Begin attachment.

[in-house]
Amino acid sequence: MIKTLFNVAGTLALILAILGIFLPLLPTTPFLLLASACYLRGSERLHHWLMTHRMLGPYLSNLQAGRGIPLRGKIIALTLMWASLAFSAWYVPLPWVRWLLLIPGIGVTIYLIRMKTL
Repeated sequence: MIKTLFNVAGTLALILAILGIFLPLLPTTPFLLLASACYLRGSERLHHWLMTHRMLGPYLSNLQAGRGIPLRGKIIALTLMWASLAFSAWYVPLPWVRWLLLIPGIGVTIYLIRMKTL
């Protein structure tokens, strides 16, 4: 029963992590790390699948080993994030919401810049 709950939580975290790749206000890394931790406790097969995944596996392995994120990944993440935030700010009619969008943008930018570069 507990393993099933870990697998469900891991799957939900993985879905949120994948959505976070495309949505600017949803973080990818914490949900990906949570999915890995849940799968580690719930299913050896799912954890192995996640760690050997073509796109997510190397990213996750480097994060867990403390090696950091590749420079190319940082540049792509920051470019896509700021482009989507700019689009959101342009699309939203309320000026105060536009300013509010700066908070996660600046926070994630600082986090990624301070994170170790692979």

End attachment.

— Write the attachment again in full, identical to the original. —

[in-house]
Amino acid sequence: MIKTLFNVAGTLALILAILGIFLPLLPTTPFLLLASACYLRGSERLHHWLMTHRMLGPYLSNLQAGRGIPLRGKIIALTLMWASLAFSAWYVPLPWVRWLLLIPGIGVTIYLIRMKTL
Repeated sequence: MIKTLFNVAGTLALILAILGIFLPLLPTTPFLLLASACYLRGSERLHHWLMTHRMLGPYLSNLQAGRGIPLRGKIIALTLMWASLAFSAWYVPLPWVRWLLLIPGIGVTIYLIRMKTL
């Protein structure tokens, strides 16, 4: 029963992590790390699948080993994030919401810049 709950939580975290790749206000890394931790406790097969995944596996392995994120990944993440935030700010009619969008943008930018570069 507990393993099933870990697998469900891991799957939900993985879905949120994948959505976070495309949505600017949803973080990818914490949900990906949570999915890995849940799968580690719930299913050896799912954890192995996640760690050997073509796109997510190397990213996750480097994060867990403390090696950091590749420079190319940082540049792509920051470019896509700021482009989507700019689009959101342009699309939203309320000026105060536009300013509010700066908070996660600046926070994630600082986090990624301070994170170790692979």